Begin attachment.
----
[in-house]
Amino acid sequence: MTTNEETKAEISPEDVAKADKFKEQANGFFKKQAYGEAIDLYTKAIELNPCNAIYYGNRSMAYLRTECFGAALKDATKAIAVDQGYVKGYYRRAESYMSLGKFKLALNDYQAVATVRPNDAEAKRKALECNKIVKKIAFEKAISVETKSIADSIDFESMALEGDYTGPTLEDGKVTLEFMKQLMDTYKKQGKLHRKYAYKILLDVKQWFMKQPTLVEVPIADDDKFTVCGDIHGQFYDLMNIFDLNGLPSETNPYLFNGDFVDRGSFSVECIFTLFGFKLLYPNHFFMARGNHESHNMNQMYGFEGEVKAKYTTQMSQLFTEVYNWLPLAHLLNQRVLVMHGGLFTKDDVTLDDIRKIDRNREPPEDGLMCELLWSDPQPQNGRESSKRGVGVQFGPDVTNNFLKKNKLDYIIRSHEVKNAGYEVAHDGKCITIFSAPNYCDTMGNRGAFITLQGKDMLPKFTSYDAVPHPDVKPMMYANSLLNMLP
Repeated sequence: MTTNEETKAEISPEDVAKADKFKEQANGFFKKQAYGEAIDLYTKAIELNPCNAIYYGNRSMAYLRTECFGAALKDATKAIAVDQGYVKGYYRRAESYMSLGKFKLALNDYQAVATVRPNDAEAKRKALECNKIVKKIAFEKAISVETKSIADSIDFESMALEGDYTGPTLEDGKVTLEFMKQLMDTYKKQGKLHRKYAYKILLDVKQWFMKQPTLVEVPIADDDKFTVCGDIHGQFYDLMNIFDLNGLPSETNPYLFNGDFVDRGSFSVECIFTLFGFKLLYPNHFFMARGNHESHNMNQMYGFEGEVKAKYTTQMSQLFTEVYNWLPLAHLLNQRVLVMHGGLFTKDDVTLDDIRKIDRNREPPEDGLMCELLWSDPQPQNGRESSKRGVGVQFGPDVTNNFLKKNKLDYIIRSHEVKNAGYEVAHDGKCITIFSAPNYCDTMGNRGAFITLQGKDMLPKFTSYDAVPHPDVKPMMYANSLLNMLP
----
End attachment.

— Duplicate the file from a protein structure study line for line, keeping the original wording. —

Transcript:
[in-house]
Amino acid sequence: MTTNEETKAEISPEDVAKADKFKEQANGFFKKQAYGEAIDLYTKAIELNPCNAIYYGNRSMAYLRTECFGAALKDATKAIAVDQGYVKGYYRRAESYMSLGKFKLALNDYQAVATVRPNDAEAKRKALECNKIVKKIAFEKAISVETKSIADSIDFESMALEGDYTGPTLEDGKVTLEFMKQLMDTYKKQGKLHRKYAYKILLDVKQWFMKQPTLVEVPIADDDKFTVCGDIHGQFYDLMNIFDLNGLPSETNPYLFNGDFVDRGSFSVECIFTLFGFKLLYPNHFFMARGNHESHNMNQMYGFEGEVKAKYTTQMSQLFTEVYNWLPLAHLLNQRVLVMHGGLFTKDDVTLDDIRKIDRNREPPEDGLMCELLWSDPQPQNGRESSKRGVGVQFGPDVTNNFLKKNKLDYIIRSHEVKNAGYEVAHDGKCITIFSAPNYCDTMGNRGAFITLQGKDMLPKFTSYDAVPHPDVKPMMYANSLLNMLP
Repeated sequence: MTTNEETKAEISPEDVAKADKFKEQANGFFKKQAYGEAIDLYTKAIELNPCNAIYYGNRSMAYLRTECFGAALKDATKAIAVDQGYVKGYYRRAESYMSLGKFKLALNDYQAVATVRPNDAEAKRKALECNKIVKKIAFEKAISVETKSIADSIDFESMALEGDYTGPTLEDGKVTLEFMKQLMDTYKKQGKLHRKYAYKILLDVKQWFMKQPTLVEVPIADDDKFTVCGDIHGQFYDLMNIFDLNGLPSETNPYLFNGDFVDRGSFSVECIFTLFGFKLLYPNHFFMARGNHESHNMNQMYGFEGEVKAKYTTQMSQLFTEVYNWLPLAHLLNQRVLVMHGGLFTKDDVTLDDIRKIDRNREPPEDGLMCELLWSDPQPQNGRESSKRGVGVQFGPDVTNNFLKKNKLDYIIRSHEVKNAGYEVAHDGKCITIFSAPNYCDTMGNRGAFITLQGKDMLPKFTSYDAVPHPDVKPMMYANSLLNMLP